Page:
Title Card - Finding Your Work Style

Finding Your Work Style

It goes without saying that everyone has their own style when it comes to completing work, and it is rare to find two coworkers who prefer to complete a task in exactly the same way. Of course, procedures are in place to ensure tasks are completed in an efficient manner approved by the company you work for, but there is always room for improvement and innovation. Every company should have a way for employees to suggest new ways to complete work in a process called “continuous improvement”, and it is through this that your own work style can either be acknowledged or accommodated should the company like your preferred method or innovation.

This, of course, is if you already know what your work style is, but what is yours specifically? There are a few things you can take into account when considering how you work best:

  • Time Efficiency: There are a good number of companies that allow for flexible work hours, and finding which ones work best for you and your team is important. This requires some self-reflection and analysis to determine when you’re most productive, when you usually find the best time for meetings, when you typically check your messages, and more. By finding patterns in your work, you can similarly adjust your workday to be as efficient as possible, within the bounds of your control.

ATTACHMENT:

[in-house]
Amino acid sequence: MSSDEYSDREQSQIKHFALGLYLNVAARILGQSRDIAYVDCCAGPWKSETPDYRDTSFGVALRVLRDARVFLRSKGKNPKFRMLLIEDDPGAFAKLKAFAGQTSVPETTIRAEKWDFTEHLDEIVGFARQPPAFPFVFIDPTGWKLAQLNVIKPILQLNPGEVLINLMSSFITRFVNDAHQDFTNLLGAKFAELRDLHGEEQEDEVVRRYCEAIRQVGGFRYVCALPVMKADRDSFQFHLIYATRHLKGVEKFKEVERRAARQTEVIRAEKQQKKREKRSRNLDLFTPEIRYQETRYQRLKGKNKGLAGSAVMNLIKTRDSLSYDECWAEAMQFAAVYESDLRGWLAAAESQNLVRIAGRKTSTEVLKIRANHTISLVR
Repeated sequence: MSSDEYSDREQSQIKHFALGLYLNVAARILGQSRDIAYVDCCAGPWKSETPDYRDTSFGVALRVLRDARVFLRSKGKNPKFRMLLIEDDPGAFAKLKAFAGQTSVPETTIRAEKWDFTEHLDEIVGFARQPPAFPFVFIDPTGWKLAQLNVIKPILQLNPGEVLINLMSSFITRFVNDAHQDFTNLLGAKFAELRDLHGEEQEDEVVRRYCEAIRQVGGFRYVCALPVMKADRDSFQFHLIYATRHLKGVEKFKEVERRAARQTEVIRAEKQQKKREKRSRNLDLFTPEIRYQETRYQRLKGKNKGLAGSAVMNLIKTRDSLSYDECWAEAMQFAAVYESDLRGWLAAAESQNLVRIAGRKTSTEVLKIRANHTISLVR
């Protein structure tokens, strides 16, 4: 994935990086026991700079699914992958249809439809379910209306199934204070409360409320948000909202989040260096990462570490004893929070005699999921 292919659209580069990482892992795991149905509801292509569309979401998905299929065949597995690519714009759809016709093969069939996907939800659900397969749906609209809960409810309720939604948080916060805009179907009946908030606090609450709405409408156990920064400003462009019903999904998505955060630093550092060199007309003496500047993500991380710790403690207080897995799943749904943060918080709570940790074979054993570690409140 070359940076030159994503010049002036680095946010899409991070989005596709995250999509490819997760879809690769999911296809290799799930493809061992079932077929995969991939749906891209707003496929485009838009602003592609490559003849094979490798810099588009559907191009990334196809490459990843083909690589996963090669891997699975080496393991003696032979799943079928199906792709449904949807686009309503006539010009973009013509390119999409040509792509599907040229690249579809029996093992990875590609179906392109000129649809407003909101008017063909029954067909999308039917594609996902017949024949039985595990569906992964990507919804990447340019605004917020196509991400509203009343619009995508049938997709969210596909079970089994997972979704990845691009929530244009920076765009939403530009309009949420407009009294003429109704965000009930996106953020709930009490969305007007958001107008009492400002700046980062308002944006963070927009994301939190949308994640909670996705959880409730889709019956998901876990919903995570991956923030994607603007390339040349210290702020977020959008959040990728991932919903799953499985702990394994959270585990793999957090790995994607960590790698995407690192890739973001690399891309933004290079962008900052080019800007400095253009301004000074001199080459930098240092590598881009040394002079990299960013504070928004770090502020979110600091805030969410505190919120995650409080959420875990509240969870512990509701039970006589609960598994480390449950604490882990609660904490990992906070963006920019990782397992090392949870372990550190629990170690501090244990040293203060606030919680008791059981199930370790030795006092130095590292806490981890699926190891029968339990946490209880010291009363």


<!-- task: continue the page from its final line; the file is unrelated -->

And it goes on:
• Communication: Knowing how and when communication is important is a big step towards understanding your work style. Helping your colleagues understand the best way(s) to communicate with you and how you like to be communicated to are important answers that help you be productive more often. Having a solid list of contacts is also vital to getting your work done, as you will need to know who to speak to in times of crisis.
  • Critical Thinking: When you have a problem that falls in your lap, do you prefer to think through it on your own, work with a team to solve it, or does it depend on the situation? Do you have a certain threshold where you find you’re consistently asking for help? This information can be especially useful for your team who can recognize the right moment to assist you when you need help.
  • Constructive Criticism: What are the best ways for you to receive feedback on how to improve your work? Do you prefer having a face-to-face conversation with your colleague? In a remote world, this may include video conferencing calls. Perhaps you prefer comments directly on your work, or an email with a list of suggestions. The frequency of feedback can also depend on your method of delivery, since you will naturally receive much more feedback if you’re choosing to have it directly on your work, as an example.

These are a few starting points for determining your work style, and while they can be helpful towards helping you be more productive, it is important to also remember that your colleagues themselves will also have a work style that may clash with yours. Of course it is important to have you be as efficient as possible whenever you can, but you must also be mindful of your coworkers’ needs as well, and finding that balance is a key to developing a healthy workplace.

So, what is your work style? Do you feel as though your work is doing well to accommodate that style, or do you feel there are areas you can work on to improve your productivity?